Cel (or classical) animation has been on the rise in motion graphics and is now becoming ubiquitous. It’s that dripping wet, organic swirl of colour that leaves jaws on the floor and students scouring tutorial sites. That fluid transition that meshes scenes into stories and engages viewers. It can mean hundreds of drawings and lakes of coffee but the end result is always worth it. Where motion graphics used to trend towards being structured and clean, the industry has been undergoing an organic face lift. The combination of using traditional frame by frame, hand drawn animation alongside other techniques adds a refreshing fluid style that surpasses the structure and consistencies of key frames and motion paths.
So, Term 5 is on, and it’s time for us nearly-graduated-students to modify the course of our lives to make a kickass graduate project, showcasing what great designers we are, with all of our abilities, in an elegant mashup of 2-months worth of work, which will likely take more than 200 hundred hours to develop…
WAIT! — WHAT? — ALREADY?!
This is exactly how it is: One day you’re waking up to go to the VFS Welcome event and the next thing you know, you’re halfway through your Graduate Project — What is going on here?! It sounds like a joke. But it’s not. It’s reality, and it punches you in the face with the realization of how far you have gone, and how badly you want to prove it.
Way to go champ! Now, you’re on your own. There is nothing more exciting than this. The opportunity to show off all of your learned skills. In my case, having the available help of Mark Busse, a Master in the industry, plus the amazing Digital Design instructors, while also getting valuable input from Jeff Hamada and Carter Gilchrist, what could go wrong?
…EVERYTHING. Because, whether you want it or not, it is a gigantic responsibility. It is you in a race against time with a challenging project, which is perhaps the hardest to manage. I do realize, however, that this is a once-in-a-life-time experience, so I will work non-stop and try to get the best out of all my resources. This is the last step towards a greater beginning.
Every Graduate Project is incredibly different and unique, but in my case, it is all about celebrating the creative process, through challenges that refresh the user’s mind from the corporate dailies, and that will allow the user to experiment while sharing and collaborating with a friendly global community, following the tagline:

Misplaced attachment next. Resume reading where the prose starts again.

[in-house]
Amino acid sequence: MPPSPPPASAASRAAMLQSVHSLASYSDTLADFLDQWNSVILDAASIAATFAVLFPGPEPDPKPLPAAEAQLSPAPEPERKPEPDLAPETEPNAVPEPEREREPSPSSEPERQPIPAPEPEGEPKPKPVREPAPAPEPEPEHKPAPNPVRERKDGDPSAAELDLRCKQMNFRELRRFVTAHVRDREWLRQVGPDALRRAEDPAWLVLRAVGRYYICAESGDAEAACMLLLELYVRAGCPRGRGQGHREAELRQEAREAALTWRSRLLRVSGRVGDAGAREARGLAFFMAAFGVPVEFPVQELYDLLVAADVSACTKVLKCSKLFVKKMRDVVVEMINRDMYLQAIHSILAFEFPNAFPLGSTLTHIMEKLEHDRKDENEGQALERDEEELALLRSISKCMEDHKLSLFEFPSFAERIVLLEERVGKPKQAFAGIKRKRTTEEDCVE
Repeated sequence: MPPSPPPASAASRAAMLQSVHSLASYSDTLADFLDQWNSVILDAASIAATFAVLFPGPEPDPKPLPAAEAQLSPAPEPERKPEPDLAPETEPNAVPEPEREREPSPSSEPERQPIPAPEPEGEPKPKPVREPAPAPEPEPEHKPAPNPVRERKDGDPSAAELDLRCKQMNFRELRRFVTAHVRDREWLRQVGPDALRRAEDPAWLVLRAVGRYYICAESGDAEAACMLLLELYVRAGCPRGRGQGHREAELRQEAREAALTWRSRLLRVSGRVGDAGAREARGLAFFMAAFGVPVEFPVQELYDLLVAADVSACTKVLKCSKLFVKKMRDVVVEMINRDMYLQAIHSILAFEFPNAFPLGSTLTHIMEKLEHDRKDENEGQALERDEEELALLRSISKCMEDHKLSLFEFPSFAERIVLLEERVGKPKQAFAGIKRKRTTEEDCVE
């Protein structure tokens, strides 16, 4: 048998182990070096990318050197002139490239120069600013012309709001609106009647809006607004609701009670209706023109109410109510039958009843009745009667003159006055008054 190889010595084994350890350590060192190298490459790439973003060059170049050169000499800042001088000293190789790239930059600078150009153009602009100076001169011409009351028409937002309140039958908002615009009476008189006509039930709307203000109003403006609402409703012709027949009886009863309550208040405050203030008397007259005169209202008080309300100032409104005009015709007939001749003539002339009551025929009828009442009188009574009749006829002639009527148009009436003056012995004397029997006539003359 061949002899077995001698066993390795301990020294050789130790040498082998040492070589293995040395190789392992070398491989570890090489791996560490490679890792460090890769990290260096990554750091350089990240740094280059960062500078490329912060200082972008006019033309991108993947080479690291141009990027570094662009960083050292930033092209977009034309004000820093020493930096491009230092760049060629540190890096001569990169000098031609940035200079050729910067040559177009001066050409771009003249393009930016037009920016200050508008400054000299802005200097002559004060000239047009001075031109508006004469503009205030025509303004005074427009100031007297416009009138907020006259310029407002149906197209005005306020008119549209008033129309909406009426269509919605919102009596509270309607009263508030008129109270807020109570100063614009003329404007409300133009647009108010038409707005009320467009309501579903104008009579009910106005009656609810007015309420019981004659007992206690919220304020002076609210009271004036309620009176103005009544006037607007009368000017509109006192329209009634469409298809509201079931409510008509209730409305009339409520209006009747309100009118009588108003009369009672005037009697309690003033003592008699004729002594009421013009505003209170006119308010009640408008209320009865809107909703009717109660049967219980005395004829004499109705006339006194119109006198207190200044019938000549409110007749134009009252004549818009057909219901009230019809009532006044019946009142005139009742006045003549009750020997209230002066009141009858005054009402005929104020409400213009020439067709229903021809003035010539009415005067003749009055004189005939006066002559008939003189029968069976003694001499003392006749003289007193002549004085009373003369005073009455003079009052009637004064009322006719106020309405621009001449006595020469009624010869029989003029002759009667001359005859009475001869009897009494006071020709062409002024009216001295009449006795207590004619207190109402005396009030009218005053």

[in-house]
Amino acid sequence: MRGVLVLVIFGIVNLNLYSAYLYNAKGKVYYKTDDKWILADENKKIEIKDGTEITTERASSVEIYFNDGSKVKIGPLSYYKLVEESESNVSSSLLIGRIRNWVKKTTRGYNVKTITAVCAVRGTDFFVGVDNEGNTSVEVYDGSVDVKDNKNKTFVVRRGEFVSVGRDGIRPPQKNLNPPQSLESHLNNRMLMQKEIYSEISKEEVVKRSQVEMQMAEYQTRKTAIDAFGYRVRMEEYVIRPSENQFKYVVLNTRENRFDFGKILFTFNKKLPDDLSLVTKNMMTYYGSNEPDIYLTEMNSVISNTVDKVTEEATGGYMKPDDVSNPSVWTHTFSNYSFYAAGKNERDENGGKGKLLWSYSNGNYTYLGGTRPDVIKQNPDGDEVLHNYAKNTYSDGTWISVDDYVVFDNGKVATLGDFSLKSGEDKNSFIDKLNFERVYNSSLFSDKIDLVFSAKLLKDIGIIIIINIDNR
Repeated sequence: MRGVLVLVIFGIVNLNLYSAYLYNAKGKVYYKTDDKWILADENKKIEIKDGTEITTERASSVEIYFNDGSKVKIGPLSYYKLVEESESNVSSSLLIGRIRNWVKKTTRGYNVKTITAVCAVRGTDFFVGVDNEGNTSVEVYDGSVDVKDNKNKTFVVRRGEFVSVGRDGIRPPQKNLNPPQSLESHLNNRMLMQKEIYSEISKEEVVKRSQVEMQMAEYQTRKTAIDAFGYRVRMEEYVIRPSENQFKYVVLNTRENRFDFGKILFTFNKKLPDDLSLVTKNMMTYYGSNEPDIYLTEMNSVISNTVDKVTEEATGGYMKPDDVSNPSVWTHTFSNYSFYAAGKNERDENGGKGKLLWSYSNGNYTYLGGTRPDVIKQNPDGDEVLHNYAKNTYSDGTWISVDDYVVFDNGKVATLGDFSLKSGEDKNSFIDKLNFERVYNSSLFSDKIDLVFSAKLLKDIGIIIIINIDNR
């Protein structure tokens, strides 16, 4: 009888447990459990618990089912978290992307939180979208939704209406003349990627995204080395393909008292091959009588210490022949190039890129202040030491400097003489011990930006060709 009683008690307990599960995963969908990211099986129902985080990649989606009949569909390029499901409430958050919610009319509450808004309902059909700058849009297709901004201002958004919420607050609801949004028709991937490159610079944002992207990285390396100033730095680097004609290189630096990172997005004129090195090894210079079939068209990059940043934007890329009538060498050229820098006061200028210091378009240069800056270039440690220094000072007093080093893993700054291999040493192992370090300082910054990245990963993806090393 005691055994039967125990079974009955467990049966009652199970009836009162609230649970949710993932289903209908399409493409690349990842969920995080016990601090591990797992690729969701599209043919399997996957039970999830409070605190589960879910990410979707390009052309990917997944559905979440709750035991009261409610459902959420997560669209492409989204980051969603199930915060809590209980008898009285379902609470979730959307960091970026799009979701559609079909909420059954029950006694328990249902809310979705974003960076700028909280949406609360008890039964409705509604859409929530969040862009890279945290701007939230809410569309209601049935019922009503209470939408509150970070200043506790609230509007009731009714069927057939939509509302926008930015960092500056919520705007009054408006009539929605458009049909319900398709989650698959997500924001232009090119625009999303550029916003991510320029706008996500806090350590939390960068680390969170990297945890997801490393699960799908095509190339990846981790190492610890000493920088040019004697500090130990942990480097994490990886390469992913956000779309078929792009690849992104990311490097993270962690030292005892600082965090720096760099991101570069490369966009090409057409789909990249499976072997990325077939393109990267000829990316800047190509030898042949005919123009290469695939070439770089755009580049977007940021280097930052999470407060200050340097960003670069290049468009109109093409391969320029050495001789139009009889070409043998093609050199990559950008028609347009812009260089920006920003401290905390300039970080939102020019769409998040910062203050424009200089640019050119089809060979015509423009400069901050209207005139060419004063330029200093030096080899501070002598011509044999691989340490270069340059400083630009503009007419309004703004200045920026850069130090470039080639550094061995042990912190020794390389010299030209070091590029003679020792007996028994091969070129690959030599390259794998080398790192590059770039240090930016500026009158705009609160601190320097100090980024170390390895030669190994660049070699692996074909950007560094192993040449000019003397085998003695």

Want to know more about it? Want me to reveal to you all the secrets about the Grad Project process? Check out my blog!
And you still have time to join one of my Project Challenges and be showcased in it, if you are interested — just give me a shout on Twitter!
And because reading my long post deserves a reward (thank you very much), I designed The Photoshop Key Trainer, a free, useful and easy-to-make brochure for learning the most common and basic Photoshop CS5 Keyboard Shortcuts, which might come in handy to any designer working with PSD. Let’s be honest, nothing makes you look more pro and efficient than knowing by heart the shortcut keys for the software you use.
Let me know which software you would like for the next time.
Day 3 of the Digital Design Summer Intensive started with a tutorial in Photoshop, lead by Senior Instructor Myron Campbell, with help by Teaching Assitant Thomas McKeen. After a brief but comprehensive introduction to the interface, including a rundown of some of the critical tools that would be needed for the excercise, as well as some handy tips for working with a smoother flow (e.g., good keyboard shortcuts for managing your workspace and quick toggling between tools), Myron guided the students in the next phase of their project (Branding a Superhero), which was creating a background using Masking and Blending techniques. Later, the results would be used in the After Effects workshop as backgrounds for their Superhero Motion piece, where they would demonstrate their character’s special pose and super power, as is shown above with the awesome Mustache Man.
Mike Harrison is a great digital artist and illustrator from Plymouth. He enjoys expanding his skills to inspire others. This piece, called Lost Continent was made for Depthcore’s 31st chapter ‘Freestyle III in 2007 and is a collaboration between Mike Harrison, his brother Pete Harrison and Niklas Lundberg. The I first time saw Lost Continent in 2008, I totally fell in love with it and quickly checked out more of his work. Mike Harrison’s work drew me into using a different aspect of Photoshop. I started to cut images out, play with them, move them around, and then paste them together. It was a really fun time for me, sitting there all day playing with Photoshop. It helped me develop a better understanding of blending, layer effects, masking, and of how to use the dodge and burn tools. Guess what, the result is fantastic and it really helped me develop a higher level of Photoshop skill.
Check out this interesting interview with Mike Harrison.
We recently had our first Motion Design Showcase, and it was very cool to see so many creative motion graphic works from different classes. I decided I would present my own work here on OOMPH. Although, I’m not sure what I should talk about. Ha Ha. But I will try.
I have a background in Graphic Design, but Motion Design is kind of new to me. I’ve never used After Effects a lot before I came to VFS Digital Design — just for keying the green screen and interface knowledge.
Our Term 1 Motion Project was to create a 20-45 second Motion Graphic Video with a story and some graphic animations. When I first got the brief, I struggled with it a lot — for two reasons: First of all, deciding on a story was hard for me; And secondly, I was unsure about what I could do with my limited After Effects knowledge.